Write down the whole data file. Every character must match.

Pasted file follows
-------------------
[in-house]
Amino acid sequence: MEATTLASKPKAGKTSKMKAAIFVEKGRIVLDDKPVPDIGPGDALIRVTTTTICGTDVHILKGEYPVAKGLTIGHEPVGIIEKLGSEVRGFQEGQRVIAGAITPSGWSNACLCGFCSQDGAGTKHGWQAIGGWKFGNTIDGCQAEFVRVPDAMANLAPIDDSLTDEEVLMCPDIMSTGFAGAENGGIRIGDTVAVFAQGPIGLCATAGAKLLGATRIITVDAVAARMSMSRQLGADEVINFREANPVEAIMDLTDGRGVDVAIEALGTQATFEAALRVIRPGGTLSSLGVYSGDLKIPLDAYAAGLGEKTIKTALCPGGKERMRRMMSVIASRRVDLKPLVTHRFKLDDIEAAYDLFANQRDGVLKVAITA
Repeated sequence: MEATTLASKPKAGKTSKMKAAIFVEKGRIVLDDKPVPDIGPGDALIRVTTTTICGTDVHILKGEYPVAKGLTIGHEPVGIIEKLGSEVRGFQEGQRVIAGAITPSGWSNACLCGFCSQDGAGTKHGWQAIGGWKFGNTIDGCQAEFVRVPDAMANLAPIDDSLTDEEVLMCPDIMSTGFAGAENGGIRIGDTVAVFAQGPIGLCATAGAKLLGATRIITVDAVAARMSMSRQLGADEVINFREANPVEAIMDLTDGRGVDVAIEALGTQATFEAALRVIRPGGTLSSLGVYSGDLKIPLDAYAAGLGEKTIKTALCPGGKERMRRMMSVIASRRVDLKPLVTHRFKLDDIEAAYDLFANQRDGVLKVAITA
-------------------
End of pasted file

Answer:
[in-house]
Amino acid sequence: MEATTLASKPKAGKTSKMKAAIFVEKGRIVLDDKPVPDIGPGDALIRVTTTTICGTDVHILKGEYPVAKGLTIGHEPVGIIEKLGSEVRGFQEGQRVIAGAITPSGWSNACLCGFCSQDGAGTKHGWQAIGGWKFGNTIDGCQAEFVRVPDAMANLAPIDDSLTDEEVLMCPDIMSTGFAGAENGGIRIGDTVAVFAQGPIGLCATAGAKLLGATRIITVDAVAARMSMSRQLGADEVINFREANPVEAIMDLTDGRGVDVAIEALGTQATFEAALRVIRPGGTLSSLGVYSGDLKIPLDAYAAGLGEKTIKTALCPGGKERMRRMMSVIASRRVDLKPLVTHRFKLDDIEAAYDLFANQRDGVLKVAITA
Repeated sequence: MEATTLASKPKAGKTSKMKAAIFVEKGRIVLDDKPVPDIGPGDALIRVTTTTICGTDVHILKGEYPVAKGLTIGHEPVGIIEKLGSEVRGFQEGQRVIAGAITPSGWSNACLCGFCSQDGAGTKHGWQAIGGWKFGNTIDGCQAEFVRVPDAMANLAPIDDSLTDEEVLMCPDIMSTGFAGAENGGIRIGDTVAVFAQGPIGLCATAGAKLLGATRIITVDAVAARMSMSRQLGADEVINFREANPVEAIMDLTDGRGVDVAIEALGTQATFEAALRVIRPGGTLSSLGVYSGDLKIPLDAYAAGLGEKTIKTALCPGGKERMRRMMSVIASRRVDLKPLVTHRFKLDDIEAAYDLFANQRDGVLKVAITA